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Turkey’s finance minister resigns amid plunge in lira

Turkey’s finance minister has resigned and been replaced by a loyalist to President Recep Tayyip Erdogan amid a sharp plunge in the lira.

Lutfi Elvan, who was seen as the last remaining voice of economic orthodoxy in the Turkish leader’s cabinet, asked to be relieved of his duties, according to the country’s official gazette.

After weeks of rumours that he was seeking to step down, the former technocrat was replaced by Nureddin Nebati, who last week made a fulsome public defence of Erdogan’s policy of cutting interest rates despite rising inflation.

Nebati, who served three years as a deputy finance minister prior to his appointment, said Turkey had for years been trying to implement a policy of low rates but had always faced strong opposition. “This time, we are determined to implement it,” he wrote on Twitter, adding that there was “no problem” with keeping interest rates low in current market conditions.

The lira has lost close to 40 per cent of its value since the start of September as Erdogan, a life-long opponent of high interest rates, has pressed the country’s central bank to repeatedly cut them, lowering its benchmark rate to 15 per cent despite annual inflation of close to 20 per cent.

That approach has prompted warnings from economists that the government risks causing runaway inflation and financial instability.

Nebati, a former businessman turned politician, is seen as close to Erdogan’s son-in-law Berat Albayrak, who served a highly contentious term as finance minister from 2018 before himself resigning in November 2020 after the president announced a shake-up in the management of the central bank.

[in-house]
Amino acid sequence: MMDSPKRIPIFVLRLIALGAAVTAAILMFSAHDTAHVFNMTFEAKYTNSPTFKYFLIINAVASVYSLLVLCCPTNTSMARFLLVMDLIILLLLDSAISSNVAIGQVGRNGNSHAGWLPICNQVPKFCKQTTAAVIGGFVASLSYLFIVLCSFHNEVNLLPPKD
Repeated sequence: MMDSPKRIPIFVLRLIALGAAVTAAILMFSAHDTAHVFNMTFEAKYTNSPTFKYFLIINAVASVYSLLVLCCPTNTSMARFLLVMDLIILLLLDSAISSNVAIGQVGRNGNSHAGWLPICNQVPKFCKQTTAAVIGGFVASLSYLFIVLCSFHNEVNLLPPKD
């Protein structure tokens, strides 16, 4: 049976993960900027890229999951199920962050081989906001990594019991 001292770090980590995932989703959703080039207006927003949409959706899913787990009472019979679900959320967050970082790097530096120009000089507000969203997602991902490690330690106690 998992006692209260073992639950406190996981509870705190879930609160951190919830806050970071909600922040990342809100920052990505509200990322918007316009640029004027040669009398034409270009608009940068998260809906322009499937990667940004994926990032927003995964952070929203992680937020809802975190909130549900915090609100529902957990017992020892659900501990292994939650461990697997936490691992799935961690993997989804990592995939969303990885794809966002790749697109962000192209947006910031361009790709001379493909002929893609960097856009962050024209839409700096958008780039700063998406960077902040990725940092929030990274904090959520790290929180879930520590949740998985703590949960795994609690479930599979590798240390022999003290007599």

Albayrak and Nebati were pictured having lunch together in a restaurant in Istanbul in August.

Elvan, 59, was respected by the business community but had been seen as increasingly isolated in recent months. He had publicly insisted that the government was still seeking to bring down inflation and maintain a stable currency even though the central bank had cut its benchmark interest rate for the third month running in November.

Erdogan made a thinly veiled attack on Elvan for his stance last month. “We will lift the scourge of [high] interest from the backs of our people,” Erdogan said in a speech to parliament. “I’m sorry to our friends [from the ruling party] who defend [high] interest but I cannot and will not walk the same path as them.”

Elvan’s resignation came after the country’s central bank announced a return to a controversial policy of intervening in the currency markets in an attempt to steady the tumbling lira, despite limited foreign exchange reserves.

The central bank said on Wednesday that “unhealthy price formations” had prompted the decision to sell hard currency such as US dollars in an effort to support the embattled currency.

Turkey has not announced a direct currency intervention since it sold $3.2bn at the beginning of 2014. However, the country burnt through tens of billions of dollars of its foreign currency reserves in 2019 and 2020 in an unofficial and ultimately unsuccessful attempt to support the lira that drew strong criticism from the country’s opposition.

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